Ending a residential tenancy on the ground of “false statement by the tenant”
The Housing Act 1988 as amended by the Housing Act 1996 makes provision for the possession of residential properties let under Assured and Assured Shorthold Tenancies.
However, a landlord can only bring a residential tenancy to an end by obtaining a court order for possession.
One very useful ground for possession for landlords is ground 17, a mandatory one of “false statement by tenant”. This can be used in certain circumstances.
Possession (and eviction) can only be carried out under certain specified circumstances, or “grounds for possession” some of which are mandatory and some discretionary.
Where the proven ground is mandatory, the court has no option but to award possession of the property to the landlord and therefore evicts the tenant.
Where the ground is discretionary, eviction is at the discretion of the court depending on all the surrounding circumstances: in other words the judge will decide whether or not to evict.
Landlords need to bear in mind that the courts tend to be sympathetic to tenants in difficult circumstances.
Landlords should also realise that local authorities, housing benefits offices and Citizens Advice Bureau will advise tenants not to leave the tenancy voluntarily as the tenants may not be re-housed if they voluntarily make themselves homeless.
On discretionary grounds, courts will often make allowances for tenants who are in debt or out of work etc., and may not necessarily award possession, or the judge may delay the possession order for a long period to give the tenant/s more time.
Courts may also award the costs to the landlord where it is felt that the tenant cannot be held to be fully culpable given all the circumstances.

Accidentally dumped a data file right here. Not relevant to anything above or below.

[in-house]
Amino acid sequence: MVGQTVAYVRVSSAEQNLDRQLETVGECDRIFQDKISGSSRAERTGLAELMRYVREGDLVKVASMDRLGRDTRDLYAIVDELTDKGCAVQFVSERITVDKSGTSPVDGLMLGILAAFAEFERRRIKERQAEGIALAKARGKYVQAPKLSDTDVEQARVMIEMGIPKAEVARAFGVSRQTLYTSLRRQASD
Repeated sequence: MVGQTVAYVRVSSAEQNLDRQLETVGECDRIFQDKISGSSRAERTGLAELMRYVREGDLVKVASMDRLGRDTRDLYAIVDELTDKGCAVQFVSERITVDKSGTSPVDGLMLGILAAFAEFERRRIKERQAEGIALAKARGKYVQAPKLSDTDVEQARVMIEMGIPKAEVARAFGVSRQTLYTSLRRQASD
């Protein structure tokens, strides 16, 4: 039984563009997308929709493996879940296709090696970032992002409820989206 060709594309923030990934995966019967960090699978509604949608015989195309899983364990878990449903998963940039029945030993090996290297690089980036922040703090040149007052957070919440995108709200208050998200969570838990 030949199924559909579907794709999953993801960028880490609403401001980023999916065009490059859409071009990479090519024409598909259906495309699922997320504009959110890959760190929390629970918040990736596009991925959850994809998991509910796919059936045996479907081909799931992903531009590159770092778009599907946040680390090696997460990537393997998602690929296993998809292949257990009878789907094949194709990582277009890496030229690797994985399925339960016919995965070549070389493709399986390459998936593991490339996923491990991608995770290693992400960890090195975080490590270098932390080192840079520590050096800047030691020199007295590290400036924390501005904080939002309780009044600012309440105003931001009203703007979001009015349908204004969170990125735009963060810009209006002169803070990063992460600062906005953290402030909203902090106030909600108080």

Ground 17 – false statements, can be used where it can be proven that a landlord or agent was induced to grant a tenancy by a false statement made knowingly or recklessly by the tenant, or someone acting on her behalf.
With regard to ground 17 in particular, the importance of using a Tenancy Application form cannot be over emphasized.
If the tenant makes substantial false statements on her application form, statements which could to be judged to have been unfair in the way they have induced the granting of the tenancy, then the landlord has good evidence for the granting of a possession order.
Because this is a discretionary ground the court would take several factors into account:
- The nature and seriousness of the false statement
- Was the statement fundamental to the granting of the tenancy
- How seriously did the landlord take the information when he discovered the truth?
- Did the landlord act immediately on discovering the truth ? or,
- Did the landlord diminish its importance by delaying action ?
When a false statement is involved, a fully completed Tenancy Application form will normally give the landlord all the evidence he need to use ground 17 successfully.